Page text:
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Use fertilizer to help improve weed control on pastures and hayland

Fertilizer not only improved weed control, but paid for itself with increased forage yield.

November 20, 2007  By Bruce Barker

Managing weeds is one of the main challenges in maintaining maximum grazing capacity and forage production on hayland and pastures. Weeds can reduce yield, nutritional value, palatability and marketability of established forage stands. And poisonous weeds can be especially costly for a producer.

“Weeds are often an indicator of forage health and can cause economic losses if not addressed,” says weed specialist, Dan Cole with the Crop Diversification Centre North, a division of Alberta Agriculture, Food and Rural Development (AAFRD) at Edmonton. “Weed infestations are usually more prevalent in stressed or disturbed stands and on low fertility soils.”

Cole says that broadleaf weeds such as ox-eye daisy, dandelion, tall buttercup, yellow toadflax and white cockle are especially difficult to control. Logically, he says any practice that encourages a healthy and competitive forage stand will assist in controlling, suppressing or managing weeds.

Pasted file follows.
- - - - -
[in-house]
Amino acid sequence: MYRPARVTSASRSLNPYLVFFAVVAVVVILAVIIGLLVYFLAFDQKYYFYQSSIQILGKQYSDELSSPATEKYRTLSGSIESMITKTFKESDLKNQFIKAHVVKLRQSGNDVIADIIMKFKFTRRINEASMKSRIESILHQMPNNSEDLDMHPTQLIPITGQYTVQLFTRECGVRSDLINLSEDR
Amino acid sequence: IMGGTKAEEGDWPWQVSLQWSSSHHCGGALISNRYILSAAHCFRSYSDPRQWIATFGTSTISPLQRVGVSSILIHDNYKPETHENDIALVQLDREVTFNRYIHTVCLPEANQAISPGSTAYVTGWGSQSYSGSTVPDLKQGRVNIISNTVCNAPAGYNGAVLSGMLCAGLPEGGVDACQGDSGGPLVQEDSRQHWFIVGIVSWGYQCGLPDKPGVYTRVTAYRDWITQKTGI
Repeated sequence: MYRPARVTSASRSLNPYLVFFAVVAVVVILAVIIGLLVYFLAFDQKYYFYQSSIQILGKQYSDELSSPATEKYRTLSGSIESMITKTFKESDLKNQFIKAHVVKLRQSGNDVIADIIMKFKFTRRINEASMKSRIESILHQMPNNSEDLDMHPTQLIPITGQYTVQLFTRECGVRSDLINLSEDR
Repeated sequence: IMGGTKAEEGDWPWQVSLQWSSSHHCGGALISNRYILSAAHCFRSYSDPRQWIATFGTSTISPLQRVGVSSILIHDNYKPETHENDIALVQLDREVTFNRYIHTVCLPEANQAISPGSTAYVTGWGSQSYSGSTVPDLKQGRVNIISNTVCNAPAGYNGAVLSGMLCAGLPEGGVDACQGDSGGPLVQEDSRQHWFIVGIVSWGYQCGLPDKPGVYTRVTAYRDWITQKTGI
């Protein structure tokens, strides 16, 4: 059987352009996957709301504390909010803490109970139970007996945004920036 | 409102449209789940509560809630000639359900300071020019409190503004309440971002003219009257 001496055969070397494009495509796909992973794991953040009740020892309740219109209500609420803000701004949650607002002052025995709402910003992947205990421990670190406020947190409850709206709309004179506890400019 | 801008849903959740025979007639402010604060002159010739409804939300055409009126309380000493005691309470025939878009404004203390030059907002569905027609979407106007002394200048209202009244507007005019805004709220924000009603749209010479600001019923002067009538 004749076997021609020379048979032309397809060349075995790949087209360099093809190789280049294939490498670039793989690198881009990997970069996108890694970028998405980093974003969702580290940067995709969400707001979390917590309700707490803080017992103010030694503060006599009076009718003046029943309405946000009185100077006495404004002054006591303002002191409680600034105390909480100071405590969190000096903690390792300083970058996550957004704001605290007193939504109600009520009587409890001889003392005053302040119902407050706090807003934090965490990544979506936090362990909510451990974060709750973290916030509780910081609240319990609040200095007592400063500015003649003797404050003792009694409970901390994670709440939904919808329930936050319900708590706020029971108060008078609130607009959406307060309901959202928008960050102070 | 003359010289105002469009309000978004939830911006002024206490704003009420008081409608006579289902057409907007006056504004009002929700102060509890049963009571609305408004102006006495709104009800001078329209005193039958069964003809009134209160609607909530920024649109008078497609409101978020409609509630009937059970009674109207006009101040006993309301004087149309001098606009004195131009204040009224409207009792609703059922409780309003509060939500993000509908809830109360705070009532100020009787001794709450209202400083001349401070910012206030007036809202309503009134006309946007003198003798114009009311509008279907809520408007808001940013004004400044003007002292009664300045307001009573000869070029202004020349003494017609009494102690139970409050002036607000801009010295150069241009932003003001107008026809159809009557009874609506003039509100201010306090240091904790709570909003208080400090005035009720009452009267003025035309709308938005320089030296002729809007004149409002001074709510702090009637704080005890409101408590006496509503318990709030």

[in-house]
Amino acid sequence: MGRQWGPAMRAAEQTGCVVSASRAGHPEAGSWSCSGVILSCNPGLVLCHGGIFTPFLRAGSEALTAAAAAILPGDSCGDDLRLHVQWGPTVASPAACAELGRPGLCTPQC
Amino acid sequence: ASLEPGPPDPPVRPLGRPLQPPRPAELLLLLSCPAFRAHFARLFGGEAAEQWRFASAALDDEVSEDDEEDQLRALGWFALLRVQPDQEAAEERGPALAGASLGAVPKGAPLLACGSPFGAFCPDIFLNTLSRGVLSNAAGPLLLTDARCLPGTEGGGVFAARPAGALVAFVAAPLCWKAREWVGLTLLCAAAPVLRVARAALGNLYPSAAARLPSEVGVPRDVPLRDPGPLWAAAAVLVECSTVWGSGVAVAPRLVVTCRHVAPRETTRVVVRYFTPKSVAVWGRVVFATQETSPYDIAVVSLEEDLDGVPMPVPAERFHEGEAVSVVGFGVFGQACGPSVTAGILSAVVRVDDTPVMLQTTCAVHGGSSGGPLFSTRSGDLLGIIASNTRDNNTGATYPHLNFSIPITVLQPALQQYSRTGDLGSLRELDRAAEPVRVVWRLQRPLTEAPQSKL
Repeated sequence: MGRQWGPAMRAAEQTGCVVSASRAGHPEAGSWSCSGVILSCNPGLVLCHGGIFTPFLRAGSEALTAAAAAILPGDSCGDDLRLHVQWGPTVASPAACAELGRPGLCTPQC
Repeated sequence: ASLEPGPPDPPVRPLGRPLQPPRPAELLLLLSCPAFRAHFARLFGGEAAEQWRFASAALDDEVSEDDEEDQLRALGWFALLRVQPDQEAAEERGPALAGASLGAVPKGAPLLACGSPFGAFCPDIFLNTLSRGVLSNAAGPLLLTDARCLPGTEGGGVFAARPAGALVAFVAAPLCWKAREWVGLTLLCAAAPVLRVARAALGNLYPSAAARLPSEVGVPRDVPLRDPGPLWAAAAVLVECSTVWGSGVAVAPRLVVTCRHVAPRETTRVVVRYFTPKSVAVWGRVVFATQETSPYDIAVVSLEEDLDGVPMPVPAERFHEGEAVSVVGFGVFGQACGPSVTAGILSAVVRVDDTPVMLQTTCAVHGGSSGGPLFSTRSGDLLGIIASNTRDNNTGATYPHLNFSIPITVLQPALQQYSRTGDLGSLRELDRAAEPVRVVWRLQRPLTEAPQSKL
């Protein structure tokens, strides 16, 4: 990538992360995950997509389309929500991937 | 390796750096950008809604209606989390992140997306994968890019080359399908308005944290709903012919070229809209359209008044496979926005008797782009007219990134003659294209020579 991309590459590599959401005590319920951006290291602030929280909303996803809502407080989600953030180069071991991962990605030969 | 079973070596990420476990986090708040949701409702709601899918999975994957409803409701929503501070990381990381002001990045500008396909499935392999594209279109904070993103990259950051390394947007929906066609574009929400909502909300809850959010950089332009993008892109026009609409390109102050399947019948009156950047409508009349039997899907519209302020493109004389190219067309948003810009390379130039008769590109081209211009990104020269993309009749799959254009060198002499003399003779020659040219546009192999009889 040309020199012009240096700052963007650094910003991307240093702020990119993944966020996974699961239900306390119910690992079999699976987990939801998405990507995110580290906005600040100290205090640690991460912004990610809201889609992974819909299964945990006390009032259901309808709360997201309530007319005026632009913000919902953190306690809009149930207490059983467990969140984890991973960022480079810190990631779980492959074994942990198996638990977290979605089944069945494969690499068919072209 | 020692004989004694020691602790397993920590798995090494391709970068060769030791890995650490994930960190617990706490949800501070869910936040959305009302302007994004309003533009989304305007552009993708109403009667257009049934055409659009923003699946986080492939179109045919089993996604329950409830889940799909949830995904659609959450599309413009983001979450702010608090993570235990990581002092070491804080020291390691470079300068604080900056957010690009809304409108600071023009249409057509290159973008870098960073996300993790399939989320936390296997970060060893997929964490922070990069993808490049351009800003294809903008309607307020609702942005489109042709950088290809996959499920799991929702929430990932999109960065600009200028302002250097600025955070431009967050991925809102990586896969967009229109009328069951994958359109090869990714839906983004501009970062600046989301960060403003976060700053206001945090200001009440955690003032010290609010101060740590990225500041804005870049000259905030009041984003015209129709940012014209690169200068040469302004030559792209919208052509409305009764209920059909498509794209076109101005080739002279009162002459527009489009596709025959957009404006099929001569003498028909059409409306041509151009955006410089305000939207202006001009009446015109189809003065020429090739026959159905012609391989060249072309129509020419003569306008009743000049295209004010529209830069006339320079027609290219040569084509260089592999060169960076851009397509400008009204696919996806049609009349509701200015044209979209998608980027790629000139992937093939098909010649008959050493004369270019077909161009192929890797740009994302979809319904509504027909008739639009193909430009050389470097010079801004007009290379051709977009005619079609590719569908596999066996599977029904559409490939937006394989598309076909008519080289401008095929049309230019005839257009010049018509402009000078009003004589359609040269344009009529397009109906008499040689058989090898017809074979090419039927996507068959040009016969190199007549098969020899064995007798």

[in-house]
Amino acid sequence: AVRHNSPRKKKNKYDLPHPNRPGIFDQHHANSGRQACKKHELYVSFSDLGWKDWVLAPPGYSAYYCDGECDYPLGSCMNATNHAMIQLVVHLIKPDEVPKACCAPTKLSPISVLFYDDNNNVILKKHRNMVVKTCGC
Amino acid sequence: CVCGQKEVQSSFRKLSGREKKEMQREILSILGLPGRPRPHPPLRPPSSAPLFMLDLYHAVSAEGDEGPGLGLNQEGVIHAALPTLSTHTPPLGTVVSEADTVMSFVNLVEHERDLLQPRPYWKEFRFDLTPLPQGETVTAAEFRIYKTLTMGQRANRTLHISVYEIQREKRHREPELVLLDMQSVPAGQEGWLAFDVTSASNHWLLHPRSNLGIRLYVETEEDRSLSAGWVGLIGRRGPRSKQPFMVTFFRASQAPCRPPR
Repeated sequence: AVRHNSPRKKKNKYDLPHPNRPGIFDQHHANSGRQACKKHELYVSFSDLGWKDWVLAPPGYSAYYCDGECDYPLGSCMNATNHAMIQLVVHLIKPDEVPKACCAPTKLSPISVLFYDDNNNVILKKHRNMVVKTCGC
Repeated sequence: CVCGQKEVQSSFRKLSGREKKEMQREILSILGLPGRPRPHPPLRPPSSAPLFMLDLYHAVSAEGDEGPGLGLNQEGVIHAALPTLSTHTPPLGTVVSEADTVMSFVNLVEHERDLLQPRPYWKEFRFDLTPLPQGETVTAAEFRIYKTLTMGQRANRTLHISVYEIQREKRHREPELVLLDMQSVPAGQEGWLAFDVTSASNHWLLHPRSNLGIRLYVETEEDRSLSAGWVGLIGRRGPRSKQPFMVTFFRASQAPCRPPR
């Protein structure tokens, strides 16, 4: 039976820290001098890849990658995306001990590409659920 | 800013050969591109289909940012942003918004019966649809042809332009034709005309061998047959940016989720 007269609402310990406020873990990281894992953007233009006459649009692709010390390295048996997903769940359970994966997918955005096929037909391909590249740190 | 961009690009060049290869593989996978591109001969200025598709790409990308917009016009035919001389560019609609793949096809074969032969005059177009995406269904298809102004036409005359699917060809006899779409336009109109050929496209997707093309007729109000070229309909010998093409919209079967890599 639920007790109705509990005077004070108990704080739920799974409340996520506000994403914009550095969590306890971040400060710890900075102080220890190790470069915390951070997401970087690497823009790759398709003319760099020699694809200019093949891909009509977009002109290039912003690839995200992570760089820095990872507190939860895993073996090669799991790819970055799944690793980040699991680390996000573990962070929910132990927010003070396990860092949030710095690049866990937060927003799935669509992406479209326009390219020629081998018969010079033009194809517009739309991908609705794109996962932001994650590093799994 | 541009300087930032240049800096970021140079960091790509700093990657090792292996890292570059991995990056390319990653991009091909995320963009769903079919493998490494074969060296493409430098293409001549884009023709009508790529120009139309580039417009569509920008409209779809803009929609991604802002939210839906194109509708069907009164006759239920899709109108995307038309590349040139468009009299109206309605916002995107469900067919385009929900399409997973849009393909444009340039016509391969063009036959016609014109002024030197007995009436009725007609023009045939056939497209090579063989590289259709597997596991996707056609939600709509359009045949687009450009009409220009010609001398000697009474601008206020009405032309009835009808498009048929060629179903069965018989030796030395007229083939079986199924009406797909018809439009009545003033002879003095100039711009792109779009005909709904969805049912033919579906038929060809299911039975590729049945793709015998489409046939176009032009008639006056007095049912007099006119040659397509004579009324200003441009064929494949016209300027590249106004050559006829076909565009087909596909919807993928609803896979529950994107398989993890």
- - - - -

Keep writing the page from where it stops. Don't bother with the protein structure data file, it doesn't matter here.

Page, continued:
Figure 1. Integrated management of dandelion. Average percent control (treatment vs. check plant counts). One year after herbicide and fertilizer application at four locations. Source: Cole, AAFRD.

“We have found that a combination of herbicide and fertilizer can control ox-eye daisy, common tansy, wild caraway, dandelion and yellow toadflax in hayland,” says Cole.

Fertilizer helps forage choke out weeds

Cole says AAFRD has conducted several Integrated Weed Management (IWM) trials over the past decade and found that fertilizing forage stands can be effective in reducing or eliminating weeds. “In fact, two years of spring, surface-applied fertilizer can remove ox-eye daisy from a forage stand,” he says.

In those trials, an annual mid-May application of fertilizer in two consecutive years, consisting of 100kg N, 45kg P2O5, 44kg K2O and 15kg S per hectare resulted in the removal of ox-eye daisy. However, the tall buttercup population was not removed from the forage stand with fertilizer alone, likely because it has large leaves that grow above the forage canopy, allowing it to compete with the forage stand.